The Reserve Bank had early July transferred Rs 30,659 crore as surplus to the government for financial 2017, which was almost 50 per cent lower than the previous year. The payout plunged due to the huge expenses incurred towards printing new banknotes and paying bank interest by way of reverse repo after the demonetisation last November.
still holds around Rs 44,000 crore in surplus from last year's profit, according to the union.
"We observe the incessant press reports that RBI
is being pressurised to transfer more funds to the government in addition to the Rs 30,659 crore already given for FY17 from the surplus of about Rs 44,000 crore...
"The government must refrain from its pressure tactics and double-dealing," the All-India Reserve Bank Employees Union
in a statement on Thursday.
Terming the demand as arbitrary and imprudent, the union noted that the statutory job of the RBI
is to "secure the monetary stability of the nation" and expressed surprise over the government move as to how this objective could be met if its reserves are drawn down.
"Even though aware of this factum, government's arm-twisting of RBI
is deplorable. RBI
must stand up to it," union general secretary Samir Ghosh said in a statement.
He observed that without contributing anything to its own reserves, the RBI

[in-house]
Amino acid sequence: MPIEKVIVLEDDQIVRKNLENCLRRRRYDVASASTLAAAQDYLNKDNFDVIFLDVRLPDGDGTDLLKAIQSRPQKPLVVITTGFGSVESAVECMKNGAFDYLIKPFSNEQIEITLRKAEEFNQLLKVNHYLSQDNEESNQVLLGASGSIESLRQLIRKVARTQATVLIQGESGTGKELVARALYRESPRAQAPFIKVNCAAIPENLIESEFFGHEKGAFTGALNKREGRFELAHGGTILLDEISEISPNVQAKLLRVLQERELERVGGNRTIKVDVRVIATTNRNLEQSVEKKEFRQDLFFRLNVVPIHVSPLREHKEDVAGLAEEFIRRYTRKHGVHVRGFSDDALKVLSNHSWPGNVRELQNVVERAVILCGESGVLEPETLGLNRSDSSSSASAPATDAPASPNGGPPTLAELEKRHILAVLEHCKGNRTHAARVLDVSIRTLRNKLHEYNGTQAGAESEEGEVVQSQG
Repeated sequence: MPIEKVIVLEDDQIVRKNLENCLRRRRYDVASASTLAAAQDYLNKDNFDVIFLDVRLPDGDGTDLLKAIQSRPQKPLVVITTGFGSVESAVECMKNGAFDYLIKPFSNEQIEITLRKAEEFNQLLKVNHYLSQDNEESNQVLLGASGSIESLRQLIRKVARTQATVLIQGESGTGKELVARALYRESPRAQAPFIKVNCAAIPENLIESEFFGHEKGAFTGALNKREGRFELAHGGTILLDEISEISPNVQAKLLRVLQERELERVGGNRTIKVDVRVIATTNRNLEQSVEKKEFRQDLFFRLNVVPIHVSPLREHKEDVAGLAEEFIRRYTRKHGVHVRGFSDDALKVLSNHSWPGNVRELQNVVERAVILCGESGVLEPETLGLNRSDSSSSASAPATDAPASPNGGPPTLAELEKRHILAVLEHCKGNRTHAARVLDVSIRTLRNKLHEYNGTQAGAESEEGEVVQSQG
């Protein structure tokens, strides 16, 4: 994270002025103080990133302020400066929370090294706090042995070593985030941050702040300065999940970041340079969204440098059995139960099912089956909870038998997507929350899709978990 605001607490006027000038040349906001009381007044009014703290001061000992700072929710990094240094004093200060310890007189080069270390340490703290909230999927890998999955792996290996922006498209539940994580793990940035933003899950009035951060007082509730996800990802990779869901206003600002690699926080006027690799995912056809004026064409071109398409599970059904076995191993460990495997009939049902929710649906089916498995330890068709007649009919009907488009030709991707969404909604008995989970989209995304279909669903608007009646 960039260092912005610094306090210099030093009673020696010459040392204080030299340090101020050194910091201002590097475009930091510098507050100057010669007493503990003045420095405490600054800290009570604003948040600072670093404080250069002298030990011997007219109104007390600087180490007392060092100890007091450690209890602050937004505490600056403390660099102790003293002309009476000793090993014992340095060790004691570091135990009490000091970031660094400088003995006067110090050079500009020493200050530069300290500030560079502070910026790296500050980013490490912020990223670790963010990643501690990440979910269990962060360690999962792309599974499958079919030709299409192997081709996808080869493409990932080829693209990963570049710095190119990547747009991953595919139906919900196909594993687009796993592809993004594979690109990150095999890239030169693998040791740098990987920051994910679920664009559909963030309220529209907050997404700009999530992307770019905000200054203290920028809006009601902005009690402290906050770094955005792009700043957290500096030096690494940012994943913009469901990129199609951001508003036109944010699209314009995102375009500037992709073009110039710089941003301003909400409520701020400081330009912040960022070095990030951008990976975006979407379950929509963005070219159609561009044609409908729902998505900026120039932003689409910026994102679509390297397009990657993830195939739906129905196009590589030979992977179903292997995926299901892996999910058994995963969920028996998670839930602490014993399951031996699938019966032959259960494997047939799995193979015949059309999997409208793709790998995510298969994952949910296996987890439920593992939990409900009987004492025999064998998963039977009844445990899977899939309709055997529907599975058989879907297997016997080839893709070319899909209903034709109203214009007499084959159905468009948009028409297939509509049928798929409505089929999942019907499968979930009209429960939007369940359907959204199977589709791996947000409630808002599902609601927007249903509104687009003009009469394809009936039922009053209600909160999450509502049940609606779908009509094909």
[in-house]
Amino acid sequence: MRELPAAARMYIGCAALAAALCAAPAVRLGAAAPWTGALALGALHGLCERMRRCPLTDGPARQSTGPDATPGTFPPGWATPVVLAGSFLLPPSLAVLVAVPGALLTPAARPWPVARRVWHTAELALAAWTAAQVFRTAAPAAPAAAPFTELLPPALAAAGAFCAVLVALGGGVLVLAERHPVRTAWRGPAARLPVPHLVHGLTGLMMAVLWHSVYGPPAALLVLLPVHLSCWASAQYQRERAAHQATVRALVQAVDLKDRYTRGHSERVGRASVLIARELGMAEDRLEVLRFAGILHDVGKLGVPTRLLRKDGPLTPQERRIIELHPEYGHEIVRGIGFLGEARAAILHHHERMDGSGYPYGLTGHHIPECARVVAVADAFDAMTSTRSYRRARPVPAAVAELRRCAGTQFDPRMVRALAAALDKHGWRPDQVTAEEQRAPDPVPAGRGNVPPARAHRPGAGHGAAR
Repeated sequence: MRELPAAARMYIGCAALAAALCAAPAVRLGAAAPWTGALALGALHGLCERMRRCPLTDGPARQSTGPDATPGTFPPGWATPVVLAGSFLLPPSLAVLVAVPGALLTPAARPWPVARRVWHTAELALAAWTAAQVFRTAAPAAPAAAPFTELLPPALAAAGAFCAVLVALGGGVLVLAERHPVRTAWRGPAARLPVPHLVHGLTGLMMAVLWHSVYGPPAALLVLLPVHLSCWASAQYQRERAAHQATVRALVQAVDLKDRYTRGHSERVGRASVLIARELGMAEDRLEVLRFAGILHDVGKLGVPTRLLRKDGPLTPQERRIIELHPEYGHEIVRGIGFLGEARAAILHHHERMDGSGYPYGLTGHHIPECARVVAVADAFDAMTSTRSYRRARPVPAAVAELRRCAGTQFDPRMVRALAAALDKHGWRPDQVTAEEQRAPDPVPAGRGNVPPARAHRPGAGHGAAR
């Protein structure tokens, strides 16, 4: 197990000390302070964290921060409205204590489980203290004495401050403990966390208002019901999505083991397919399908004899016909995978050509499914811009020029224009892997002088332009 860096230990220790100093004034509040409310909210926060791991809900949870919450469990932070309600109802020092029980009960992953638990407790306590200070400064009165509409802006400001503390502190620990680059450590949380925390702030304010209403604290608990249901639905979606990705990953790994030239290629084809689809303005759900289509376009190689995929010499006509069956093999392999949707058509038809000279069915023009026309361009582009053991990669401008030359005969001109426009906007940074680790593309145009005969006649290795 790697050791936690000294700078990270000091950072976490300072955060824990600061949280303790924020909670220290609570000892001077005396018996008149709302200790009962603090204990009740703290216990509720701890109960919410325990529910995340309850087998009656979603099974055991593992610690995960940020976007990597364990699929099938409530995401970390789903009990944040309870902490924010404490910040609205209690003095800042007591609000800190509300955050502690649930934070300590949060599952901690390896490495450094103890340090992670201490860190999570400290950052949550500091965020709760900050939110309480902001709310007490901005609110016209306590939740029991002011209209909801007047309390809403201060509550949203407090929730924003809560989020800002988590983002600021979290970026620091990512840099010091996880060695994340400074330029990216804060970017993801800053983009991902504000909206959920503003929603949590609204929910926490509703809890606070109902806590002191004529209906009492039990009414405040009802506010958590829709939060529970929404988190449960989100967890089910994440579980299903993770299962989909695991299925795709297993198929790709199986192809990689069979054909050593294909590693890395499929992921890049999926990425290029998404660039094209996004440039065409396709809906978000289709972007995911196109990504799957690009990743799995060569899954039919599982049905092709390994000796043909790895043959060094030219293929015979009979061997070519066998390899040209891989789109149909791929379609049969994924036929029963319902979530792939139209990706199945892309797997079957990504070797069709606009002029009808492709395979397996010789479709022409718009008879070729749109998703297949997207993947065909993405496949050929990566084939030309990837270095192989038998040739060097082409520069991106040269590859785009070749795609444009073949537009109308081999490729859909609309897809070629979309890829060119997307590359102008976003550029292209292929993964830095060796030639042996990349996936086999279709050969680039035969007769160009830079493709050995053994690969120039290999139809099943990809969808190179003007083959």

had over the past three years contributed nearly Rs 2 trillion, which was almost 100 per cent of its surpluses, to the government.
He also noted that this was criticized by many as "imprudent" because such high payouts leading to low reserves would not help RBI
meet its constitutional objective of "securing the financial stability of the nation."
"Only this year, RBI
has contributed about Rs 13,000 crore to its contingency fund which government is attempting to take away," the union noted.
It can be noted that many times in the past, the government was trying to get more payouts from RBI
so meet its budget targets. But in all instances then governors rejected it.
Recently, there were reports that government might ask RBI
to use a portion of its large forex reserves of about USD 400 billion towards recapitalising state-run banks.
Last month the finance ministry
announced a whopping Rs 2.1 trillion fund infusion plan for state-run banks over the next three years, most of which would be mopped up from bonds issued to other cash-rich state-run entities. The government wants RBI
to also be a buyer of such recap bonds by dipping into its forex reserves.